Ketland, Jeffrey. 1999: "Deflationism and Tarski's Paradise", Mind 108. 
And an earlier version was given by Leon Horsten in 1995:
Horsten, Leon. 1995: "The Semantical Paradoxes, the Neutrality of Truth and the Neutrality of the Minimalist Theory of Truth", in P. Cortois (ed.) 1995, The Many Problems of Realism
(This article is difficult to locate if one's library does not have this book, and is not online.)

In the Shapiro and Ketland articles, it is noted that certain axioms for truth are, under certain circumstances, conservative. And also that certain axioms for truth are, again under certain circumstances (usually connected to induction), non-conservative. In particular, if one wishes to reason from a theory $B$ to its reflection principle "all theorems of $B$ are true", the result is bound to be non-conservative if $B$ is a theory to which Godel's incompleteness theorems apply. It is argued by both of us too that the deflationist ought to accept the conservativeness condition; and that, in general, an adequate theory of truth ought to be reflectively adequate. But, of course, these desiderata are incompatible.

One can give a semi-regimented formulation of this philosophical argument as follows:
(P1) A truth theory is deflationary only if conservative over suitably axiomatized theories $B$.
(P2) A truth theory is reflectively adequate only if it combines with $B$ to prove "all theorem of $B$ are true".
(P3) For many cases of $B$, reflective adequacy implies non-conservativeness.
(C) So, deflationary truth theories are reflectively inadequate.
The technical result here is (P3). Premises (P1) and (P2) are philosophical explications on the concepts of "deflationism" and "adequacy". There is still a certain amount of imprecision to this, and some caveats in its formulation. (I gloss over these, but they include clarifying what "combining" means precisely when theories contain axiom schemes: when one considers object theories which are infinitarily axiomatized; and issues to do with "disentangling" the syntactical entities from the objects of the object language theory, usually numbers and sequences.)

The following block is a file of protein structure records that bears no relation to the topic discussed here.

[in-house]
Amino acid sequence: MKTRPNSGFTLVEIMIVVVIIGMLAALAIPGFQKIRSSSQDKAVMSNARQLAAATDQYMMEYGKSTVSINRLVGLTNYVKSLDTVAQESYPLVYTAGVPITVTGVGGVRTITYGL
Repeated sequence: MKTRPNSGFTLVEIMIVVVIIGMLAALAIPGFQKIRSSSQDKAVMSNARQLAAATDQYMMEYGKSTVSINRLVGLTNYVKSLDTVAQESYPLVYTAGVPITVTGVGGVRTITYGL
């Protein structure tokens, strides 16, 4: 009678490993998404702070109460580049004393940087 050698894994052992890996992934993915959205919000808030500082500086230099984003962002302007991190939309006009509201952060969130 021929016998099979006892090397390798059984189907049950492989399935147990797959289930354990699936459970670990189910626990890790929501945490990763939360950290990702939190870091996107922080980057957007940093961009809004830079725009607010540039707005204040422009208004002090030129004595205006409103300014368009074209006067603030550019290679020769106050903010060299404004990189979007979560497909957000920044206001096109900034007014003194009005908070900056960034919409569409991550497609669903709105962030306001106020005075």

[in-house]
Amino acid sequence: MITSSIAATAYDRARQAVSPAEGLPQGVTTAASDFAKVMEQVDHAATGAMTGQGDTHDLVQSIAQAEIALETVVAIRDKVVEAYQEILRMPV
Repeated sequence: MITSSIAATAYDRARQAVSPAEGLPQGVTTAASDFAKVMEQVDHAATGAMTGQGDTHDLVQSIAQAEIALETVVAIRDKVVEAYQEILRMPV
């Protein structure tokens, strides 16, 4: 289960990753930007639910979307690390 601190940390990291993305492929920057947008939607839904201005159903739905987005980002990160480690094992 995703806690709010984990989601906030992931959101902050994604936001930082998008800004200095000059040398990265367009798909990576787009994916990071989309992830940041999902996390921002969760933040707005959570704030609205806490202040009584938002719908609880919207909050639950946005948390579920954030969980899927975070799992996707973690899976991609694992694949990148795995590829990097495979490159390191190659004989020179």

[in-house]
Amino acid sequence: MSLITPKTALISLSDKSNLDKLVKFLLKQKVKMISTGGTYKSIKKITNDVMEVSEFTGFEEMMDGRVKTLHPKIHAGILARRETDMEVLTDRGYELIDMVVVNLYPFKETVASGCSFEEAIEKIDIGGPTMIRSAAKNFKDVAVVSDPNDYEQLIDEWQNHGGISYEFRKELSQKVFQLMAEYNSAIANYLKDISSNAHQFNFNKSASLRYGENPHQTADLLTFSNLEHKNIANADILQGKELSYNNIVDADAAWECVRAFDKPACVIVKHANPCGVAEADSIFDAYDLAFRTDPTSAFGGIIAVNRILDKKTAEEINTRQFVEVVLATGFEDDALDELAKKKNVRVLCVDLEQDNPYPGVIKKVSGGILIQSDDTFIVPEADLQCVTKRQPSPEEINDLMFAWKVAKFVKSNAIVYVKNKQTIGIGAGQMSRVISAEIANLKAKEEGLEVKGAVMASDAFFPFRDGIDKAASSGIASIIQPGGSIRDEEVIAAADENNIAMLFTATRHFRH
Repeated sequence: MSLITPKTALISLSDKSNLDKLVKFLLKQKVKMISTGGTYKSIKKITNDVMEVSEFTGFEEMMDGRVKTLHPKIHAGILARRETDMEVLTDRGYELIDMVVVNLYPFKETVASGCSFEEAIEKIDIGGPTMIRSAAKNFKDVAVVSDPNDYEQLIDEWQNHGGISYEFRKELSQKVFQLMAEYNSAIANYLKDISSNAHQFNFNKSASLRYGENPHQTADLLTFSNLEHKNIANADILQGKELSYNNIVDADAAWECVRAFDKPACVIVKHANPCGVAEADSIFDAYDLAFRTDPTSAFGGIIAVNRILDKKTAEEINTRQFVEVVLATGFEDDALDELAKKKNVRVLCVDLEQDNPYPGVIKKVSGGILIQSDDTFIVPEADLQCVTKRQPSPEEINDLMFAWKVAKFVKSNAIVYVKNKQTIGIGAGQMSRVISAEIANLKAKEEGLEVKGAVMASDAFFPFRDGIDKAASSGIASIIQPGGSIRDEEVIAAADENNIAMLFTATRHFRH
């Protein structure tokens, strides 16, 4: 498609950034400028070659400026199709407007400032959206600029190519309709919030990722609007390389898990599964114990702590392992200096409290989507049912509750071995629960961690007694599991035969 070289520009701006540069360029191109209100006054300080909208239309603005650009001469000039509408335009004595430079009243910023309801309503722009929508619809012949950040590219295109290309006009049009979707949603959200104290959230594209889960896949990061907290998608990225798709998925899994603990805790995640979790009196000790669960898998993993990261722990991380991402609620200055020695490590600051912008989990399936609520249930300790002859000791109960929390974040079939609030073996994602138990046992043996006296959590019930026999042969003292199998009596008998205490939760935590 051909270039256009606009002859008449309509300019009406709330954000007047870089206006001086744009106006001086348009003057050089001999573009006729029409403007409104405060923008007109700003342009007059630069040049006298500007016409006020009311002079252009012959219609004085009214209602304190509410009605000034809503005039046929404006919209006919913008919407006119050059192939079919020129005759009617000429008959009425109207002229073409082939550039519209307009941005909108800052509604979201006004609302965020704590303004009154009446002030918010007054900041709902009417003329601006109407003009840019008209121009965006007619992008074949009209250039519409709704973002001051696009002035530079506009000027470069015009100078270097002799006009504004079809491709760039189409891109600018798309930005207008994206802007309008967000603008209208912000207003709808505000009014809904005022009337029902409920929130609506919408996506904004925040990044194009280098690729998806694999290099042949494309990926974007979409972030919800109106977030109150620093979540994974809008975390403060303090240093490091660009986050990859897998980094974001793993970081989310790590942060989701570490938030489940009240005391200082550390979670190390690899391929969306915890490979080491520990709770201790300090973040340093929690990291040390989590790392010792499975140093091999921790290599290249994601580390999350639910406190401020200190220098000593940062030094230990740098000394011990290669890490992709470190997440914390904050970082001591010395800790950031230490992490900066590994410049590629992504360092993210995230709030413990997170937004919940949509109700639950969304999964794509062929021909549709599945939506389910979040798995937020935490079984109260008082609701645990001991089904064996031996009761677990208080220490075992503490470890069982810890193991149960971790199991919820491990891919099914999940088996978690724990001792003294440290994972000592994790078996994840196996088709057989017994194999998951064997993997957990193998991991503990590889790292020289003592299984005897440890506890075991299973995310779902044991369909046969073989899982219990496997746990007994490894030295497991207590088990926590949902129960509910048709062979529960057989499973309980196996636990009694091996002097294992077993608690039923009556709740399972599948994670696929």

However, caveats aside, it is close to being a valid philosophical argument, and one that requires the deflationist either to reject the conservativeness condition (P1) or to reject the reflective adequacy condition (P2).

Desiderata for theories of truth

As is well known (but sometimes forgotten), in his seminal work on truth, Tarski proposed his condition T, now known as the T-schema, as a condition of material adequacy for any formal theory of truth. By this he meant that the T-schema was intended to capture the conceptual core of the antecedent, informal notion of truth as correspondence.

Since Tarski, and especially in recent decades (roughly since the 1970s), there has been an explosion of formal, axiomatic theories of truth proposed in the literature. Now, whenever there are multiple contestants, the question arises as to how one could determine which of the candidates is the correct theory of truth. (If truth is a uniquely determined concept, arguably there can only be one true theory of truth!) These theories can be compared with respect to their formal properties; but most of them were proposed by very able logicians, and are thus all formally/technically adequate and sophisticated. So the debates have to revolve around the extent to which the different theories capture the antecedent conceptual core of the notion of truth, which in turn requires the informal discussion of which properties a formal theory of truth should display in order to be ‘materially adequate’.